One hundred and fifty artists have descended on Djerba island in Tunisia, spray-paint primed to transform Erriadh Village into an open-air museum. Organized by Galerie Itinerrance in Paris, the project – dubbed Djerbahood – recruited artists from more than 30 countries to the island, a favorite with European tourists and one of the few remaining bastions of the Berber language. Djerba has long enthralled creatives’ imaginations: mythology says the Lotus-Eaters lived on its shores, beguiling stranded sailors like Odysseus; and scenes from the first Star Wars movie were mostly filmed on island.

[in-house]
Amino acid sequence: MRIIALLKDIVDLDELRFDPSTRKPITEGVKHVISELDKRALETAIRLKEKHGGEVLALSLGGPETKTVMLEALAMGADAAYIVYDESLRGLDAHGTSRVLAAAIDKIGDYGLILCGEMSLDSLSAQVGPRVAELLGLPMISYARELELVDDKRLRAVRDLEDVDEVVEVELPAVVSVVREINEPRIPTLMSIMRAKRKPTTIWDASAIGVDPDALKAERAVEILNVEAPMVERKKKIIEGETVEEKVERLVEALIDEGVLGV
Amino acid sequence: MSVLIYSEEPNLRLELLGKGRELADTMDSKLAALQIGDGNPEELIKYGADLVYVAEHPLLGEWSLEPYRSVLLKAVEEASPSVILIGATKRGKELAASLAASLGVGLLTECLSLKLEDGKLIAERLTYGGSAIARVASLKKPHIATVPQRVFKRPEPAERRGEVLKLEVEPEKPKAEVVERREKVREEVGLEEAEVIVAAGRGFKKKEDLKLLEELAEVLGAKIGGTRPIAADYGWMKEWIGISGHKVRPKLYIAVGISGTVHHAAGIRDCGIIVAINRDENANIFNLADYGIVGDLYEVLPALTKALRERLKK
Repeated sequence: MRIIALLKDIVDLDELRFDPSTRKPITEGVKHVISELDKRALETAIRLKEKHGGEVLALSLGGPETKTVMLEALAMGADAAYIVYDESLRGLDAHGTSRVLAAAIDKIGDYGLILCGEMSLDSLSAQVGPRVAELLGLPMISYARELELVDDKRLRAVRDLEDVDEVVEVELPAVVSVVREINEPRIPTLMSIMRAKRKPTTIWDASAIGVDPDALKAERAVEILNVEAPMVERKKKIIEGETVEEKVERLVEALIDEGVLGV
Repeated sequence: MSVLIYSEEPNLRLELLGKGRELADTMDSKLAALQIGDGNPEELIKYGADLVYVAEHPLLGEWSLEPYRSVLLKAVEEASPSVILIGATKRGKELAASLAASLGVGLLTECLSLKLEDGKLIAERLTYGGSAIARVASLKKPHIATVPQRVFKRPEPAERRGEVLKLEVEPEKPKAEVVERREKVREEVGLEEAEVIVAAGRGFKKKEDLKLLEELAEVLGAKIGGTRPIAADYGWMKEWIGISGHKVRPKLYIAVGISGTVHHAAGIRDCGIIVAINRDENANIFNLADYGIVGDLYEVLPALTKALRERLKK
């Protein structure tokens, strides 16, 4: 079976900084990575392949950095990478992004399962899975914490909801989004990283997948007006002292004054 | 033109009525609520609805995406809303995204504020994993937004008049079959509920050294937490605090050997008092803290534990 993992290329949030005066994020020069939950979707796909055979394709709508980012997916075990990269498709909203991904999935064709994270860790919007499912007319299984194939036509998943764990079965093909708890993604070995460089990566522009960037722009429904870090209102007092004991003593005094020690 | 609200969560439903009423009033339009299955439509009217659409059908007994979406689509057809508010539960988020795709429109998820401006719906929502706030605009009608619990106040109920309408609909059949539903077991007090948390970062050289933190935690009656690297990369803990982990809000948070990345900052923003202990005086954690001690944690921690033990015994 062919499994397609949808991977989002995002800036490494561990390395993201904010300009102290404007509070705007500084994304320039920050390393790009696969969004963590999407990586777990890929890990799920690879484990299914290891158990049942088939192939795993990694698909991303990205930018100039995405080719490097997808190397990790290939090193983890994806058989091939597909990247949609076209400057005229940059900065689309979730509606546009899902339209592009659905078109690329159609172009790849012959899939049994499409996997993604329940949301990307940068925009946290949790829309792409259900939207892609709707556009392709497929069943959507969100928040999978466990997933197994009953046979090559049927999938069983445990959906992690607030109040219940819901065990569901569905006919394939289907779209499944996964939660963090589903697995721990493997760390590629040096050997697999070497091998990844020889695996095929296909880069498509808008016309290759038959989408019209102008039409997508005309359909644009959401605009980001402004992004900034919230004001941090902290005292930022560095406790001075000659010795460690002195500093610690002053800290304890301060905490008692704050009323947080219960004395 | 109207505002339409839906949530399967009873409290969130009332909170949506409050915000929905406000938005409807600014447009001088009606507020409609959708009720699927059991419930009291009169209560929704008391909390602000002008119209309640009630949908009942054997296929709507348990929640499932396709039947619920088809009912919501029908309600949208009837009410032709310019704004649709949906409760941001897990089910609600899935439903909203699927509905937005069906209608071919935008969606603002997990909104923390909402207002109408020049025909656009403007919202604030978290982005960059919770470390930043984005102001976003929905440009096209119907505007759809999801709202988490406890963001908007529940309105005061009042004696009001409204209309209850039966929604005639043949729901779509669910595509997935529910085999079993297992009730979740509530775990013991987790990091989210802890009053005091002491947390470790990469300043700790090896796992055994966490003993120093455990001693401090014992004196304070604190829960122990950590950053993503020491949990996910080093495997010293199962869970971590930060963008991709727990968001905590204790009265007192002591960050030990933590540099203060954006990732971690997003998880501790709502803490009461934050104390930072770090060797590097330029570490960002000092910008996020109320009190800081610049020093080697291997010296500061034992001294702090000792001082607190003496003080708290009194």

Now, Djerba has become a muse for murals as revered street artists from around the world, like ROA of Belgium, work away on blank walls. In a deft integration with existing architecture, ROA translated the dome of this building into the head of an octopus, curling the tentacles around the sides of the structure. In homage to his domus genius, I would wear this agate bow of a necklace while wandering the sandy streets in search of art.